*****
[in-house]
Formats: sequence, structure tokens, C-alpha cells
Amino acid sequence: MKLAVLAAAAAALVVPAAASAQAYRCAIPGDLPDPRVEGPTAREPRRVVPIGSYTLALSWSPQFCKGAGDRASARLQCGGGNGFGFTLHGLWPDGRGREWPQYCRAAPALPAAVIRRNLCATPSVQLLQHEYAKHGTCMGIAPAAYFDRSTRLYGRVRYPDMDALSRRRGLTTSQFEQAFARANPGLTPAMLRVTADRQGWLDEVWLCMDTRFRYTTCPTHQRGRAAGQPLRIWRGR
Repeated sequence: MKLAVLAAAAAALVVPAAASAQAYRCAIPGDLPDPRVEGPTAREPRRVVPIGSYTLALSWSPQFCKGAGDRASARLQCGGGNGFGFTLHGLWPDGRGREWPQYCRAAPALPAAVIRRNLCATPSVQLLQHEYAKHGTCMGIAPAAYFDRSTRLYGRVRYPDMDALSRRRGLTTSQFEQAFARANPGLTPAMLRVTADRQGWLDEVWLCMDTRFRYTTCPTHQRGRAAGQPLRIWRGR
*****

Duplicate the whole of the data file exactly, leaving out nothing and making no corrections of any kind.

[in-house]
Formats: sequence, structure tokens, C-alpha cells
Amino acid sequence: MKLAVLAAAAAALVVPAAASAQAYRCAIPGDLPDPRVEGPTAREPRRVVPIGSYTLALSWSPQFCKGAGDRASARLQCGGGNGFGFTLHGLWPDGRGREWPQYCRAAPALPAAVIRRNLCATPSVQLLQHEYAKHGTCMGIAPAAYFDRSTRLYGRVRYPDMDALSRRRGLTTSQFEQAFARANPGLTPAMLRVTADRQGWLDEVWLCMDTRFRYTTCPTHQRGRAAGQPLRIWRGR
Repeated sequence: MKLAVLAAAAAALVVPAAASAQAYRCAIPGDLPDPRVEGPTAREPRRVVPIGSYTLALSWSPQFCKGAGDRASARLQCGGGNGFGFTLHGLWPDGRGREWPQYCRAAPALPAAVIRRNLCATPSVQLLQHEYAKHGTCMGIAPAAYFDRSTRLYGRVRYPDMDALSRRRGLTTSQFEQAFARANPGLTPAMLRVTADRQGWLDEVWLCMDTRFRYTTCPTHQRGRAAGQPLRIWRGR